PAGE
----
Anyone who has filed a trademark application in Canada over the past number of years has probably noticed the extraordinary length of time it takes to obtain an examination report, allowance, and registration. With the move to online electronic filing of applications and state-of-the-art technology, why is there such a delay in Canada for the prosecution of trademark applications?
Even before the pandemic hit, there was a lack of trademark examiners in Canada in proportion to the number of filings, and the COVID-19 crisis has only served to exacerbate delays. As a consequence, it is taking a considerable amount of time for an examiner to review a newly filed application; therefore, new applications are building up into a seemingly insurmountable mountain of backlog awaiting review. Currently it takes about 18 to 24 months or more from the application filing date for an examiner to review a new trademark application and to issue either an examiner’s report or a notice of approval, and this can severely impact the ability of trademark owners to address and take action against instances of infringement, piracy, and counterfeiting of their goods/services, as well as hamper efforts of these owners to register and protect their trademarks on online marketplaces and other platforms. Not surprisingly, the delays have been a source of frustration for trademark owners.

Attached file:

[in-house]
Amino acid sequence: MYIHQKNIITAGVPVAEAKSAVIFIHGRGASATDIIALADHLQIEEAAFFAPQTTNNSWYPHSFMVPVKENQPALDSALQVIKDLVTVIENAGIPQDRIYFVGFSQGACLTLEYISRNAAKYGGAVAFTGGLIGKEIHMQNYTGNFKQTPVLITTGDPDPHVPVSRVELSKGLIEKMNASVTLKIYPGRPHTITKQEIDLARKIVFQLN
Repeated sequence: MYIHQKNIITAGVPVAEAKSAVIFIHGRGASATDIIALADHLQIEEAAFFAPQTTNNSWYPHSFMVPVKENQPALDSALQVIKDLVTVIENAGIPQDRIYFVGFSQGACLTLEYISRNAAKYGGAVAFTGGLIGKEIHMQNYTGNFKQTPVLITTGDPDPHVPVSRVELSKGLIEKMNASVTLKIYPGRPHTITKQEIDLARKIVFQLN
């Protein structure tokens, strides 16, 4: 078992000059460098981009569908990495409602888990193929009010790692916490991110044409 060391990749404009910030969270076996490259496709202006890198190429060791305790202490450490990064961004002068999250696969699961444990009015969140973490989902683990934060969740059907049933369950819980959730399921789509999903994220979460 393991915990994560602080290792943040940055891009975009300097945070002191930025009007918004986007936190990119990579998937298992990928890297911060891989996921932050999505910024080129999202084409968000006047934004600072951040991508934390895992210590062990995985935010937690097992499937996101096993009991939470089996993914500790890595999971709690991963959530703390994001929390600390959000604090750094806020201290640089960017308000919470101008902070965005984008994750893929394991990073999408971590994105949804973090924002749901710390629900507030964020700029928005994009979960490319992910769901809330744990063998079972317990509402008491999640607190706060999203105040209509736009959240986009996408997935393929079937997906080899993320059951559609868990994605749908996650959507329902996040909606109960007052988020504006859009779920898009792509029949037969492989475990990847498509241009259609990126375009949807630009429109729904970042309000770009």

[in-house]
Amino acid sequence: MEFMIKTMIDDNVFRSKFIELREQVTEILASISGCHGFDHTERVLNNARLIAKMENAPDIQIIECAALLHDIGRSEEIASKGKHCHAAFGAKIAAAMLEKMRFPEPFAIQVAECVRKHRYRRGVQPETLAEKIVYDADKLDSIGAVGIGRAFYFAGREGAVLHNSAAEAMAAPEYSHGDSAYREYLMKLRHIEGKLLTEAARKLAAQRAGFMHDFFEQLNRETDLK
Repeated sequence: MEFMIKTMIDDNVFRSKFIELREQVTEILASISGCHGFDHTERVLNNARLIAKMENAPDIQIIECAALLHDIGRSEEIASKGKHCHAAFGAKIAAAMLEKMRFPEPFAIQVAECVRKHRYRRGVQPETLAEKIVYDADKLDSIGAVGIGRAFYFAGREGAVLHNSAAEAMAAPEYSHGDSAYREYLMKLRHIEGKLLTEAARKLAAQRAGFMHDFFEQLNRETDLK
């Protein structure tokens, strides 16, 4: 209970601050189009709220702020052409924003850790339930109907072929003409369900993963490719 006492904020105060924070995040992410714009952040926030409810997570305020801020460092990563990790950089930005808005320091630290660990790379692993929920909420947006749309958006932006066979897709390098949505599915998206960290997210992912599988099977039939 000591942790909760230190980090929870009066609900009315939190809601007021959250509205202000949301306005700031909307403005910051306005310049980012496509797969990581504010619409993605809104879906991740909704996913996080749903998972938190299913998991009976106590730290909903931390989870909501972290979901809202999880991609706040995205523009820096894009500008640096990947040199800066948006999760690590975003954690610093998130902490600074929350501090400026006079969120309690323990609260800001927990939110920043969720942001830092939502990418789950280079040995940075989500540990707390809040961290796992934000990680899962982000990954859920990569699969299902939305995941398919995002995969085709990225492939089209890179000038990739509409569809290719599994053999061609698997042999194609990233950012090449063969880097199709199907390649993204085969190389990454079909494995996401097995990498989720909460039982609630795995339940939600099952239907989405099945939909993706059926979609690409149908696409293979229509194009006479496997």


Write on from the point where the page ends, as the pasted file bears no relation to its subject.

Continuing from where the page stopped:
To address the above problems and to ease somewhat the impact of the significant trademark prosecution delays, the Canadian Intellectual Property Office (CIPO) announced on May 3, 2021, that it will begin accepting requests for expedited examination of trademark applications along with other new measures. It is important to note that while there are no associated additional fees, the new expedited processing is not available across the board and is limited to trademark owners who fit certain circumstantial criteria.
According to the CIPO announcement, expedited examination can only be requested if:
- A court action is expected or underway in Canada with respect to the applicant’s trademark in association with the goods or services listed in the application; and/or
- The applicant is in the process of combating counterfeit products at the Canadian border with respect to the applicant’s trademark in association with the goods or services listed in the application; and/or
- The applicant requires registration of its trademark in order to protect its intellectual property rights from being severely disadvantaged on online marketplaces; and/or
- The applicant requires registration of its trademark in order to preserve its claim to priority within a defined deadline and following a request by a foreign intellectual property office.
Those with concerns about the trademark prosecution delays in Canada and who wish to explore expedited application processing should consult with counsel.
* Greenberg Traurig is not licensed to practice law in Canada and does not advise on Canada law. Specific Canada law questions and Canada legal compliance issues will be referred to lawyers licensed to practice law in Canada.